WASHINGTON, DC, April 22, 2021 — At the Leaders Summit on Climate hosted by President Biden, the U.S. government pledged to help countries achieve their climate ambitions through expanding access to clean cooking.

“Providing clean energy to households is critical to achieving global climate and sustainable development goals,” said Helena Molin Valdés, Head of the Climate and Clean Air Coalition Secretariat. “Smoke from fireplaces, cook stoves, and lighting is responsible for more than half of human-made black carbon emissions and millions of premature deaths from household air pollution. The Climate and Clean Air Coalition partners welcome the U.S. government’s re-engagement in the issue and look forward to cooperating to put in place solutions that improve lives and protect the planet.” 

The United Nations Foundation’s Clean Cooking Alliance

Would it be helpful to add climate metrics to the health-based ISO 19867? Currently, Scoring Tier 5 for emissions of PM2.5 and CO means that safety is assured in average households. As the score decreases from Tier 5 to Tier 0 the estimated amounts of ill health from breathing smoke and gas increase.

During ISO 19867 testing under an emissions hood, the fuel use, thermal efficiency and emissions of CO2, CO, and PM2.5 are measured and the data is used to determine a ranking on the voluntary tiers of performance. ARC multiplies lab data by a factor of three to estimate in field emissions. Usually in cook stoves, the CO2 has by far the largest effect on climate change. However, PM (black to white in color), CO, methane (CH4), non-methane hydrocarbons (NMHC), and nitrous oxide (N2O) also have varying amounts of climate forcing potentials. Currently, CO2, PM2.5, and CO are measured as a part of ISO 19867. ARC also determines the amount of black carbon in every test (using a filter) of PM2.5. Adding methane and non-methane hydrocarbons to the measured gases is not difficult. In fact, Sam is working on adding them to the LEMS right now.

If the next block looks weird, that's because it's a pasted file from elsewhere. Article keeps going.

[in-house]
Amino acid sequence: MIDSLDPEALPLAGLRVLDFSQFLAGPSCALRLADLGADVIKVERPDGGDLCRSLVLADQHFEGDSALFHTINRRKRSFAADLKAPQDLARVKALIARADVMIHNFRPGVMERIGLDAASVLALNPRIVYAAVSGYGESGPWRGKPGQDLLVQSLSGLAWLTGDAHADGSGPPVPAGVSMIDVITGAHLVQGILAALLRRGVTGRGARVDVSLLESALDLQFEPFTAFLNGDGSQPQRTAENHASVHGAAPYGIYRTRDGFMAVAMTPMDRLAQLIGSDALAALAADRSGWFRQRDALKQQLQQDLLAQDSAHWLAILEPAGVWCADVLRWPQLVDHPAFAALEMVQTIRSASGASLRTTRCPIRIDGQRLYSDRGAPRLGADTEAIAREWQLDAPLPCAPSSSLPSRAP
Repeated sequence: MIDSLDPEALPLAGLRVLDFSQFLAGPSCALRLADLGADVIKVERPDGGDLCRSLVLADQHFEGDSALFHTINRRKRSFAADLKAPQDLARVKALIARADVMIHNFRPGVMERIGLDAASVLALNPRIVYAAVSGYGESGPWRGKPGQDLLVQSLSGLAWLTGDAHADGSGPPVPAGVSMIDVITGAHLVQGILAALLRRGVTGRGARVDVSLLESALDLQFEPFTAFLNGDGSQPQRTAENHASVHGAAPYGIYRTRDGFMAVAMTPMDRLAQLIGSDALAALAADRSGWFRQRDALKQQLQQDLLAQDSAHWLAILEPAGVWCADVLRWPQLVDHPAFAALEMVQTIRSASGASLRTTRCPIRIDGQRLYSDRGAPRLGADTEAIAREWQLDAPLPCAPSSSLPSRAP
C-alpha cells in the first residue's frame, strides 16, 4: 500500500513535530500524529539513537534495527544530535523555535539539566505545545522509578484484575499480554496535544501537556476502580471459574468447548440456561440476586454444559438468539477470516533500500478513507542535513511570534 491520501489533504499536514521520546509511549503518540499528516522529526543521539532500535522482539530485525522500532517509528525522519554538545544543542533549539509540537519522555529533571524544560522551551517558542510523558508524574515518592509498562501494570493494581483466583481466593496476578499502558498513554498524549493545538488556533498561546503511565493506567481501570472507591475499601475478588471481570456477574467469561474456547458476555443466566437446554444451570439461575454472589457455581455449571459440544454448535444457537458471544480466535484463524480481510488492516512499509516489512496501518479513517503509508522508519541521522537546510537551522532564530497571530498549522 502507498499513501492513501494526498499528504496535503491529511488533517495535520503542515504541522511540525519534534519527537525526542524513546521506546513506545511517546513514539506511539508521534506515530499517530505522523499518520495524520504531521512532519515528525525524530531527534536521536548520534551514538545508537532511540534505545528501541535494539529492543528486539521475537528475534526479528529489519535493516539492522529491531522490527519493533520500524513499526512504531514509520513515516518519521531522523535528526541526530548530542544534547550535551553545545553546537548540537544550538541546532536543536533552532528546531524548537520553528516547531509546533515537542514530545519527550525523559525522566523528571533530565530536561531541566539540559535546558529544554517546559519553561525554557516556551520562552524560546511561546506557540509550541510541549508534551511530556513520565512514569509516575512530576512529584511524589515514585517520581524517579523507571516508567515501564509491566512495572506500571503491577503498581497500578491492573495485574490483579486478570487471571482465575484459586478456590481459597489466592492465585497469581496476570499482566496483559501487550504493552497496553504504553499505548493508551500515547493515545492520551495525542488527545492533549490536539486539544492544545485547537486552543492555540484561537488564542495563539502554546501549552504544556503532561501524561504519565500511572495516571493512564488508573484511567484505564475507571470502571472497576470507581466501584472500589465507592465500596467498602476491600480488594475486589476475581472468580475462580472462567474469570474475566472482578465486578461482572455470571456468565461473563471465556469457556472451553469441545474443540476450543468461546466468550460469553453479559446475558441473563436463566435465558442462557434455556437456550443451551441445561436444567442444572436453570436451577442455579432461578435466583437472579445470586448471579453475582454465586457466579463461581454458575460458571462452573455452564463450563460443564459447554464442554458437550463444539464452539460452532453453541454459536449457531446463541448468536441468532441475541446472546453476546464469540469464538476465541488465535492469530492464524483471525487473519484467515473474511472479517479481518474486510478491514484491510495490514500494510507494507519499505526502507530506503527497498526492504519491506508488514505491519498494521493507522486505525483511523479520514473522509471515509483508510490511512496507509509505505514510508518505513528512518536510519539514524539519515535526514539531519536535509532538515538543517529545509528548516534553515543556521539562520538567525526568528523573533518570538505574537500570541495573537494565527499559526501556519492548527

The effects of inhaling particulate matter have been widely studied in humans and animals. They include asthma, cardiovascular disease, and premature death. Particles can also have an extremely strong effect on the atmosphere by absorbing and/or scattering the sun’s incoming radiation, depending on their color. The black particles have an approximate warming potential by weight of 680 times that of CO2 (Roden and Bond, 2006; Bond and Sun, 2005).

Total global warming impact, grams CO2 equivalent on a 100-year time-frame, per liter of water boiled and simmered for 30 minutes, normalized for starting temperature and fuel moisture content. Inclusive of CO2 and all PICs.

When we studied the global warming impact of five cook stoves burning biomass, CO2 was shown to be the major component, as seen above. At the time (2008), estimates of the various warming potentials were:

CO2….1  (IPCC, 2007)
CO….1.9  (IPCC, 2007)
CH4….25  (IPCC, 2007)
NMHC….12  (Edwards and Smith, 2002)
N2O….298  (IPCC, 2007)
PM – Black….680  (Roden and Bond, 2006; Bond and Sun, 2005)
PM – White….-50 (Estimate – Bond, 2007)

Warming potential, 100-year, CO2 equivalents

  • When biomass is harvested sustainably, the CO2 emissions from biomass-burning are considered to be greenhouse-neutral.
  • Although N2O is a strong climate-forcing constituent, emissions from the wood- and charcoal-burning stoves were very low, contributing less than 1% to the overall warming potentials.
  • The data suggests that there are biomass stoves that can be designed to (1) reduce the fuel used to cook, (2) reduce health-damaging emissions and (3) address climate change. The considerable differences in climate-changing emissions from the stoves in this study should be noted. Large-scale use of cleaner burning stoves might well reduce global warming effects, especially when the biomass is harvested in a “carbon neutral” manner. (N. MacCarty, D. Ogle, D. Still, T. Bond, C. Roden, Energy for Sustainable Development, 2008)

In our newsletter “Making It Real,” we described how feedback from the field in Rwanda suggested that the Jet-Flame’s power cord would last longer if the whole device was inserted from the side of the combustion chamber. (It was originally designed to go through the door, with the sticks placed on top.) So of course we ran some tests, and discovered more benefits.

Is the Jet-Flame, when inserted into the combustion chamber from the side of the CQC stove, as effective in reducing emissions as when it enters through the fuel door?  

Yes, performance seems to have even improved a bit. After testing the Jet-Flame with side entry, it seems that it’s better to get the hot metal out from under the parts of the fuel that you don’t want to heat up. To burn cleanly, natural draft Rockets like to burn something like 8cm of the end of the sticks. Instead of laying the entire length of the sticks on the heated metal of the Jet-Flame, the side entry only exposes a limited amount of the sticks to high temperatures.

As seen in the photo, the sticks are now supported by a white homemade high mass brick and only the tips are exposed to Jet-Flame heat well inside the stove. It’s nice how a suggested change from Jean Marie Kayonga in Rwanda ends up having some unexpected benefit, not just better protecting the cord. Thanks again, Jean Marie! www.Jet-Flame.com